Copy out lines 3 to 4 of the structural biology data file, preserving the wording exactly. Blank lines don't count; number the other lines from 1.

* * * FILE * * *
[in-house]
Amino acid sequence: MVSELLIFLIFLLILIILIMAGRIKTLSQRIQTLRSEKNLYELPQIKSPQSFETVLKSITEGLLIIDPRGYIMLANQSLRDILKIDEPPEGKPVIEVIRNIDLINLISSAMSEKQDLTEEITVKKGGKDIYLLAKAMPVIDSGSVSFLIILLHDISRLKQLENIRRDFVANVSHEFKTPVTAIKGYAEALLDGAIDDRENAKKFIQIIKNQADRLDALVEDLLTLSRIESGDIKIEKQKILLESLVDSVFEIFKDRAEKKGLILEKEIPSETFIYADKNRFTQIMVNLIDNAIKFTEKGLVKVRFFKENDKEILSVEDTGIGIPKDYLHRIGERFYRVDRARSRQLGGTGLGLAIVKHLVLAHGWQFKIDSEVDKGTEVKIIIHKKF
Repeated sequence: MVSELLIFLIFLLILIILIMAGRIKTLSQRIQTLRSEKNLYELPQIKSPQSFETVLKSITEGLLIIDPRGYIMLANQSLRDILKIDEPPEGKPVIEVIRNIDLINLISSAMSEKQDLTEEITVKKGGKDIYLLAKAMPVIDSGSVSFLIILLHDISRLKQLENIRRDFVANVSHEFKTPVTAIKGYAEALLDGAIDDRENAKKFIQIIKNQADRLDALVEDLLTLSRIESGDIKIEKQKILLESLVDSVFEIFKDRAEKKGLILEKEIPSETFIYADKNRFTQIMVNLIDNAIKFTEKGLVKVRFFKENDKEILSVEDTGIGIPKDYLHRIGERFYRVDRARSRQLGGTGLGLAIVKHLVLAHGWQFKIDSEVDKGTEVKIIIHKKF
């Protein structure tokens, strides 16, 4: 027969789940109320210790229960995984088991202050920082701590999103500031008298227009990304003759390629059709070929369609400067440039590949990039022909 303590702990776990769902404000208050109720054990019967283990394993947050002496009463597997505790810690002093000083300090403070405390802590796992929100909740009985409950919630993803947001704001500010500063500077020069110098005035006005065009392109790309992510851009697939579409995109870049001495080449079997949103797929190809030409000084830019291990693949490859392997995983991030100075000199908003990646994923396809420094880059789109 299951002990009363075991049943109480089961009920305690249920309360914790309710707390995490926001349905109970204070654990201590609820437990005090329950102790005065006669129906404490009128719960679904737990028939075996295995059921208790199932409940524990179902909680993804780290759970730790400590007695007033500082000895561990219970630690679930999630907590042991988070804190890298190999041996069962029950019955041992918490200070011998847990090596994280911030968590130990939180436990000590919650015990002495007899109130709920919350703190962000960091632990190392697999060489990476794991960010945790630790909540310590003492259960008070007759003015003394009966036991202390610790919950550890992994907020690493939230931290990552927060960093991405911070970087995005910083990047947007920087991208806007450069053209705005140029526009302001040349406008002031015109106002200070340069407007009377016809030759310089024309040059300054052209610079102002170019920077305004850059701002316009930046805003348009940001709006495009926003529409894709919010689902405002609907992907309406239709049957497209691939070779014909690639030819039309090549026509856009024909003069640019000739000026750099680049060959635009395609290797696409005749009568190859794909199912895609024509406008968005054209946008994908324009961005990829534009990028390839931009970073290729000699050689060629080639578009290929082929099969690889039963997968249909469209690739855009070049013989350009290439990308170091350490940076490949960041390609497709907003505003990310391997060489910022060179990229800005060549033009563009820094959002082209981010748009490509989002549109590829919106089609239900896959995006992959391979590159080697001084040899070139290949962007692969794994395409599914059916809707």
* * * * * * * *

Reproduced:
Repeated sequence: MVSELLIFLIFLLILIILIMAGRIKTLSQRIQTLRSEKNLYELPQIKSPQSFETVLKSITEGLLIIDPRGYIMLANQSLRDILKIDEPPEGKPVIEVIRNIDLINLISSAMSEKQDLTEEITVKKGGKDIYLLAKAMPVIDSGSVSFLIILLHDISRLKQLENIRRDFVANVSHEFKTPVTAIKGYAEALLDGAIDDRENAKKFIQIIKNQADRLDALVEDLLTLSRIESGDIKIEKQKILLESLVDSVFEIFKDRAEKKGLILEKEIPSETFIYADKNRFTQIMVNLIDNAIKFTEKGLVKVRFFKENDKEILSVEDTGIGIPKDYLHRIGERFYRVDRARSRQLGGTGLGLAIVKHLVLAHGWQFKIDSEVDKGTEVKIIIHKKF
């Protein structure tokens, strides 16, 4: 027969789940109320210790229960995984088991202050920082701590999103500031008298227009990304003759390629059709070929369609400067440039590949990039022909 303590702990776990769902404000208050109720054990019967283990394993947050002496009463597997505790810690002093000083300090403070405390802590796992929100909740009985409950919630993803947001704001500010500063500077020069110098005035006005065009392109790309992510851009697939579409995109870049001495080449079997949103797929190809030409000084830019291990693949490859392997995983991030100075000199908003990646994923396809420094880059789109 299951002990009363075991049943109480089961009920305690249920309360914790309710707390995490926001349905109970204070654990201590609820437990005090329950102790005065006669129906404490009128719960679904737990028939075996295995059921208790199932409940524990179902909680993804780290759970730790400590007695007033500082000895561990219970630690679930999630907590042991988070804190890298190999041996069962029950019955041992918490200070011998847990090596994280911030968590130990939180436990000590919650015990002495007899109130709920919350703190962000960091632990190392697999060489990476794991960010945790630790909540310590003492259960008070007759003015003394009966036991202390610790919950550890992994907020690493939230931290990552927060960093991405911070970087995005910083990047947007920087991208806007450069053209705005140029526009302001040349406008002031015109106002200070340069407007009377016809030759310089024309040059300054052209610079102002170019920077305004850059701002316009930046805003348009940001709006495009926003529409894709919010689902405002609907992907309406239709049957497209691939070779014909690639030819039309090549026509856009024909003069640019000739000026750099680049060959635009395609290797696409005749009568190859794909199912895609024509406008968005054209946008994908324009961005990829534009990028390839931009970073290729000699050689060629080639578009290929082929099969690889039963997968249909469209690739855009070049013989350009290439990308170091350490940076490949960041390609497709907003505003990310391997060489910022060179990229800005060549033009563009820094959002082209981010748009490509989002549109590829919106089609239900896959995006992959391979590159080697001084040899070139290949962007692969794994395409599914059916809707």